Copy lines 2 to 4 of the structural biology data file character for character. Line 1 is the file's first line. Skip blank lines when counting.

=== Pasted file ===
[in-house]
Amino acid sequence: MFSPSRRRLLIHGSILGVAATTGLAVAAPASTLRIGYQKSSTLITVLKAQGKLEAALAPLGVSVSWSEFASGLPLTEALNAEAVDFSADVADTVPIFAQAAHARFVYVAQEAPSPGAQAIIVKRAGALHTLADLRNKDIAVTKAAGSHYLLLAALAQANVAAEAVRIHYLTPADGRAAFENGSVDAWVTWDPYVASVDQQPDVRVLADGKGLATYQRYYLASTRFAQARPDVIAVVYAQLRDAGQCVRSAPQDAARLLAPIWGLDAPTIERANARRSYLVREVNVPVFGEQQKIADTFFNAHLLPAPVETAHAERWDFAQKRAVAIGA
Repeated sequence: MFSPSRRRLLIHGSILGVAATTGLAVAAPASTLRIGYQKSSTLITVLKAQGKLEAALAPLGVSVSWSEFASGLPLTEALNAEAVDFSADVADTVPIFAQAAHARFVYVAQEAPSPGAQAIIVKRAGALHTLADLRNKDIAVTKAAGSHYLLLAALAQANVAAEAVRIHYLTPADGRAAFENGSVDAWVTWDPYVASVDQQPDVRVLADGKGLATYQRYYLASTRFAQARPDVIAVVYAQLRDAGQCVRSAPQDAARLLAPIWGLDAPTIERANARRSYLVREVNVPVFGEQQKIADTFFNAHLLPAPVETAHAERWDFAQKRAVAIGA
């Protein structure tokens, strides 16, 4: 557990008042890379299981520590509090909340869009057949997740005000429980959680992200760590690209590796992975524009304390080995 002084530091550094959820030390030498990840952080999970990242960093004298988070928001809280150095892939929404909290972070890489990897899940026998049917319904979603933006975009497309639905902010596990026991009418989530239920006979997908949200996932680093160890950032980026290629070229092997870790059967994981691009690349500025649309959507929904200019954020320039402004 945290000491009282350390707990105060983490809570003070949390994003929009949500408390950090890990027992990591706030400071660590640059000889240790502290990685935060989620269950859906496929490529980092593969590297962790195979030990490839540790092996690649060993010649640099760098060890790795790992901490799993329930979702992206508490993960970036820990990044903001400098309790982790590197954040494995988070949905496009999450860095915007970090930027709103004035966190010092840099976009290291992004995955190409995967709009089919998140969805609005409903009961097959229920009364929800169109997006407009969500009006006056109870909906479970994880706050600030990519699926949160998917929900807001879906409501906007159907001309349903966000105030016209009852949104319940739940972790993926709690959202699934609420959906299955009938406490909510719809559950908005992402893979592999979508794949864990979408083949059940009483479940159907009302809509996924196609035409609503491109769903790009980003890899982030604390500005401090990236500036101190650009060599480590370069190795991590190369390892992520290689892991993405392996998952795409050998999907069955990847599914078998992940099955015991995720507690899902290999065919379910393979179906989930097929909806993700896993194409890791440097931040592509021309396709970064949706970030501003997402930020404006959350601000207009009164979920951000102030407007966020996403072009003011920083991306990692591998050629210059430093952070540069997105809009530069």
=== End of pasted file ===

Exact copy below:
Amino acid sequence: MFSPSRRRLLIHGSILGVAATTGLAVAAPASTLRIGYQKSSTLITVLKAQGKLEAALAPLGVSVSWSEFASGLPLTEALNAEAVDFSADVADTVPIFAQAAHARFVYVAQEAPSPGAQAIIVKRAGALHTLADLRNKDIAVTKAAGSHYLLLAALAQANVAAEAVRIHYLTPADGRAAFENGSVDAWVTWDPYVASVDQQPDVRVLADGKGLATYQRYYLASTRFAQARPDVIAVVYAQLRDAGQCVRSAPQDAARLLAPIWGLDAPTIERANARRSYLVREVNVPVFGEQQKIADTFFNAHLLPAPVETAHAERWDFAQKRAVAIGA
Repeated sequence: MFSPSRRRLLIHGSILGVAATTGLAVAAPASTLRIGYQKSSTLITVLKAQGKLEAALAPLGVSVSWSEFASGLPLTEALNAEAVDFSADVADTVPIFAQAAHARFVYVAQEAPSPGAQAIIVKRAGALHTLADLRNKDIAVTKAAGSHYLLLAALAQANVAAEAVRIHYLTPADGRAAFENGSVDAWVTWDPYVASVDQQPDVRVLADGKGLATYQRYYLASTRFAQARPDVIAVVYAQLRDAGQCVRSAPQDAARLLAPIWGLDAPTIERANARRSYLVREVNVPVFGEQQKIADTFFNAHLLPAPVETAHAERWDFAQKRAVAIGA
């Protein structure tokens, strides 16, 4: 557990008042890379299981520590509090909340869009057949997740005000429980959680992200760590690209590796992975524009304390080995 002084530091550094959820030390030498990840952080999970990242960093004298988070928001809280150095892939929404909290972070890489990897899940026998049917319904979603933006975009497309639905902010596990026991009418989530239920006979997908949200996932680093160890950032980026290629070229092997870790059967994981691009690349500025649309959507929904200019954020320039402004 945290000491009282350390707990105060983490809570003070949390994003929009949500408390950090890990027992990591706030400071660590640059000889240790502290990685935060989620269950859906496929490529980092593969590297962790195979030990490839540790092996690649060993010649640099760098060890790795790992901490799993329930979702992206508490993960970036820990990044903001400098309790982790590197954040494995988070949905496009999450860095915007970090930027709103004035966190010092840099976009290291992004995955190409995967709009089919998140969805609005409903009961097959229920009364929800169109997006407009969500009006006056109870909906479970994880706050600030990519699926949160998917929900807001879906409501906007159907001309349903966000105030016209009852949104319940739940972790993926709690959202699934609420959906299955009938406490909510719809559950908005992402893979592999979508794949864990979408083949059940009483479940159907009302809509996924196609035409609503491109769903790009980003890899982030604390500005401090990236500036101190650009060599480590370069190795991590190369390892992520290689892991993405392996998952795409050998999907069955990847599914078998992940099955015991995720507690899902290999065919379910393979179906989930097929909806993700896993194409890791440097931040592509021309396709970064949706970030501003997402930020404006959350601000207009009164979920951000102030407007966020996403072009003011920083991306990692591998050629210059430093952070540069997105809009530069």